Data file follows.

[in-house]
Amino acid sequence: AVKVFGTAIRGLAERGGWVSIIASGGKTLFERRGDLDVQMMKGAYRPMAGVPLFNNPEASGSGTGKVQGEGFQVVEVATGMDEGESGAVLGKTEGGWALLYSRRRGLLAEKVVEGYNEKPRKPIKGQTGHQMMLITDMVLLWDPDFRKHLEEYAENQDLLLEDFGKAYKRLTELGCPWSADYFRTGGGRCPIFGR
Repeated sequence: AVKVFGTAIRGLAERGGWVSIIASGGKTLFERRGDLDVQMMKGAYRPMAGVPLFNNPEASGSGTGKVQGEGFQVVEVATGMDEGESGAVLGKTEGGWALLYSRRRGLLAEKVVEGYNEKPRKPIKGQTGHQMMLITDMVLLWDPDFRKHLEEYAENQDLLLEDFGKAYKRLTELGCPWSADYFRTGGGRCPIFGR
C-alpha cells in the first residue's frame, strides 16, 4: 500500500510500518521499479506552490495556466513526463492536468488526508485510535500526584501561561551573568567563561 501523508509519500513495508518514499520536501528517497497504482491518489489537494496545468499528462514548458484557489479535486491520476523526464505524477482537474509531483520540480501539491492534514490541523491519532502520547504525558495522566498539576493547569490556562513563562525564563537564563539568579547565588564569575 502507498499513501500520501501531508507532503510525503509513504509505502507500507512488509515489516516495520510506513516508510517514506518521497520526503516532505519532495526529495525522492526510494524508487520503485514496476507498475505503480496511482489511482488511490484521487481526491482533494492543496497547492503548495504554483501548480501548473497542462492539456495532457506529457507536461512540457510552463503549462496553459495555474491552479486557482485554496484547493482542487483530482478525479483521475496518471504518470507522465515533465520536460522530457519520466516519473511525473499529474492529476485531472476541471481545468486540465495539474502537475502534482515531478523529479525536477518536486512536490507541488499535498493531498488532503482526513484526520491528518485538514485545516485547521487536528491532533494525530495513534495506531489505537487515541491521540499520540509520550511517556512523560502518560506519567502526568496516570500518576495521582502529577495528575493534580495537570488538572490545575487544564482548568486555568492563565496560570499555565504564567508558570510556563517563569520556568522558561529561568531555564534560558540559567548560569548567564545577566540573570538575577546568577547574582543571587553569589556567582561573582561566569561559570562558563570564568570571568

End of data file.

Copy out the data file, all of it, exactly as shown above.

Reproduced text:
[in-house]
Amino acid sequence: AVKVFGTAIRGLAERGGWVSIIASGGKTLFERRGDLDVQMMKGAYRPMAGVPLFNNPEASGSGTGKVQGEGFQVVEVATGMDEGESGAVLGKTEGGWALLYSRRRGLLAEKVVEGYNEKPRKPIKGQTGHQMMLITDMVLLWDPDFRKHLEEYAENQDLLLEDFGKAYKRLTELGCPWSADYFRTGGGRCPIFGR
Repeated sequence: AVKVFGTAIRGLAERGGWVSIIASGGKTLFERRGDLDVQMMKGAYRPMAGVPLFNNPEASGSGTGKVQGEGFQVVEVATGMDEGESGAVLGKTEGGWALLYSRRRGLLAEKVVEGYNEKPRKPIKGQTGHQMMLITDMVLLWDPDFRKHLEEYAENQDLLLEDFGKAYKRLTELGCPWSADYFRTGGGRCPIFGR
C-alpha cells in the first residue's frame, strides 16, 4: 500500500510500518521499479506552490495556466513526463492536468488526508485510535500526584501561561551573568567563561 501523508509519500513495508518514499520536501528517497497504482491518489489537494496545468499528462514548458484557489479535486491520476523526464505524477482537474509531483520540480501539491492534514490541523491519532502520547504525558495522566498539576493547569490556562513563562525564563537564563539568579547565588564569575 502507498499513501500520501501531508507532503510525503509513504509505502507500507512488509515489516516495520510506513516508510517514506518521497520526503516532505519532495526529495525522492526510494524508487520503485514496476507498475505503480496511482489511482488511490484521487481526491482533494492543496497547492503548495504554483501548480501548473497542462492539456495532457506529457507536461512540457510552463503549462496553459495555474491552479486557482485554496484547493482542487483530482478525479483521475496518471504518470507522465515533465520536460522530457519520466516519473511525473499529474492529476485531472476541471481545468486540465495539474502537475502534482515531478523529479525536477518536486512536490507541488499535498493531498488532503482526513484526520491528518485538514485545516485547521487536528491532533494525530495513534495506531489505537487515541491521540499520540509520550511517556512523560502518560506519567502526568496516570500518576495521582502529577495528575493534580495537570488538572490545575487544564482548568486555568492563565496560570499555565504564567508558570510556563517563569520556568522558561529561568531555564534560558540559567548560569548567564545577566540573570538575577546568577547574582543571587553569589556567582561573582561566569561559570562558563570564568570571568